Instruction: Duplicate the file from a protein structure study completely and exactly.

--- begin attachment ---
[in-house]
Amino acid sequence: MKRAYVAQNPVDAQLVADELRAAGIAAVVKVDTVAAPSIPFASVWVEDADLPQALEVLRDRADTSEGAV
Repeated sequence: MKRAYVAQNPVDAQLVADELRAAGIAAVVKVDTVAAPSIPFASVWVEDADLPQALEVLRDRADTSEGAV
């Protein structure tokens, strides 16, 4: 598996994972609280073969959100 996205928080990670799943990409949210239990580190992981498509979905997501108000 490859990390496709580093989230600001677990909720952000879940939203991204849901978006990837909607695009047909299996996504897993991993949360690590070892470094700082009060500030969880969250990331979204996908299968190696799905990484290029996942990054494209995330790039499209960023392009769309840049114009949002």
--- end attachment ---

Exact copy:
[in-house]
Amino acid sequence: MKRAYVAQNPVDAQLVADELRAAGIAAVVKVDTVAAPSIPFASVWVEDADLPQALEVLRDRADTSEGAV
Repeated sequence: MKRAYVAQNPVDAQLVADELRAAGIAAVVKVDTVAAPSIPFASVWVEDADLPQALEVLRDRADTSEGAV
């Protein structure tokens, strides 16, 4: 598996994972609280073969959100 996205928080990670799943990409949210239990580190992981498509979905997501108000 490859990390496709580093989230600001677990909720952000879940939203991204849901978006990837909607695009047909299996996504897993991993949360690590070892470094700082009060500030969880969250990331979204996908299968190696799905990484290029996942990054494209995330790039499209960023392009769309840049114009949002």